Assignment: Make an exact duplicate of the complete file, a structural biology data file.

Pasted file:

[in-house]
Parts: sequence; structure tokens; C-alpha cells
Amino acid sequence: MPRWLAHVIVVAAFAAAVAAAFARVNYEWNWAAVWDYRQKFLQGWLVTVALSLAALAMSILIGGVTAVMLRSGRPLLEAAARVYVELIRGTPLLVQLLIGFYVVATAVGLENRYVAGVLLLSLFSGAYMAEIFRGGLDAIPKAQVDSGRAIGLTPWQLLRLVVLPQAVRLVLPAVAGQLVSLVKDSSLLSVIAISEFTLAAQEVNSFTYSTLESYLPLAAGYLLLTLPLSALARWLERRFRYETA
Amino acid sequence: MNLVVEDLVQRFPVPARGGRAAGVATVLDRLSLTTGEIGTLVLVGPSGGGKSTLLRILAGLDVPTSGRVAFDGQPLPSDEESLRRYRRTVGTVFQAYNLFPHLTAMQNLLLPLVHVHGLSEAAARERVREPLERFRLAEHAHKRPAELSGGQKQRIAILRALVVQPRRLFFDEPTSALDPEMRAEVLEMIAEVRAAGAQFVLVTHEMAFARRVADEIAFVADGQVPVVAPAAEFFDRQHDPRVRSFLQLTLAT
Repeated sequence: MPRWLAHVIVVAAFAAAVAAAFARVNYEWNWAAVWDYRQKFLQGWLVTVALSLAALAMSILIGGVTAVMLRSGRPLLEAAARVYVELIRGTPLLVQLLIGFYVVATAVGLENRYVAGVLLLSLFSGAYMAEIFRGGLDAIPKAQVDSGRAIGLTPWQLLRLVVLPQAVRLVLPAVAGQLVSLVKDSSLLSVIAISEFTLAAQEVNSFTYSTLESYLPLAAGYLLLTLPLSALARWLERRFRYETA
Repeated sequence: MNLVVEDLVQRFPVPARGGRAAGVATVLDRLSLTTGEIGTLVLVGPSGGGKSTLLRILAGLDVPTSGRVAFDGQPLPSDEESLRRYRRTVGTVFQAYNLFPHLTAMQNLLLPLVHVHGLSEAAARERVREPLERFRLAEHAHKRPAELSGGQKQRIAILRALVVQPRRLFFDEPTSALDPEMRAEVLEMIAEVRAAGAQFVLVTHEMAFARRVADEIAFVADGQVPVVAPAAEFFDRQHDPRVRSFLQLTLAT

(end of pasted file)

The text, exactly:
[in-house]
Parts: sequence; structure tokens; C-alpha cells
Amino acid sequence: MPRWLAHVIVVAAFAAAVAAAFARVNYEWNWAAVWDYRQKFLQGWLVTVALSLAALAMSILIGGVTAVMLRSGRPLLEAAARVYVELIRGTPLLVQLLIGFYVVATAVGLENRYVAGVLLLSLFSGAYMAEIFRGGLDAIPKAQVDSGRAIGLTPWQLLRLVVLPQAVRLVLPAVAGQLVSLVKDSSLLSVIAISEFTLAAQEVNSFTYSTLESYLPLAAGYLLLTLPLSALARWLERRFRYETA
Amino acid sequence: MNLVVEDLVQRFPVPARGGRAAGVATVLDRLSLTTGEIGTLVLVGPSGGGKSTLLRILAGLDVPTSGRVAFDGQPLPSDEESLRRYRRTVGTVFQAYNLFPHLTAMQNLLLPLVHVHGLSEAAARERVREPLERFRLAEHAHKRPAELSGGQKQRIAILRALVVQPRRLFFDEPTSALDPEMRAEVLEMIAEVRAAGAQFVLVTHEMAFARRVADEIAFVADGQVPVVAPAAEFFDRQHDPRVRSFLQLTLAT
Repeated sequence: MPRWLAHVIVVAAFAAAVAAAFARVNYEWNWAAVWDYRQKFLQGWLVTVALSLAALAMSILIGGVTAVMLRSGRPLLEAAARVYVELIRGTPLLVQLLIGFYVVATAVGLENRYVAGVLLLSLFSGAYMAEIFRGGLDAIPKAQVDSGRAIGLTPWQLLRLVVLPQAVRLVLPAVAGQLVSLVKDSSLLSVIAISEFTLAAQEVNSFTYSTLESYLPLAAGYLLLTLPLSALARWLERRFRYETA
Repeated sequence: MNLVVEDLVQRFPVPARGGRAAGVATVLDRLSLTTGEIGTLVLVGPSGGGKSTLLRILAGLDVPTSGRVAFDGQPLPSDEESLRRYRRTVGTVFQAYNLFPHLTAMQNLLLPLVHVHGLSEAAARERVREPLERFRLAEHAHKRPAELSGGQKQRIAILRALVVQPRRLFFDEPTSALDPEMRAEVLEMIAEVRAAGAQFVLVTHEMAFARRVADEIAFVADGQVPVVAPAAEFFDRQHDPRVRSFLQLTLAT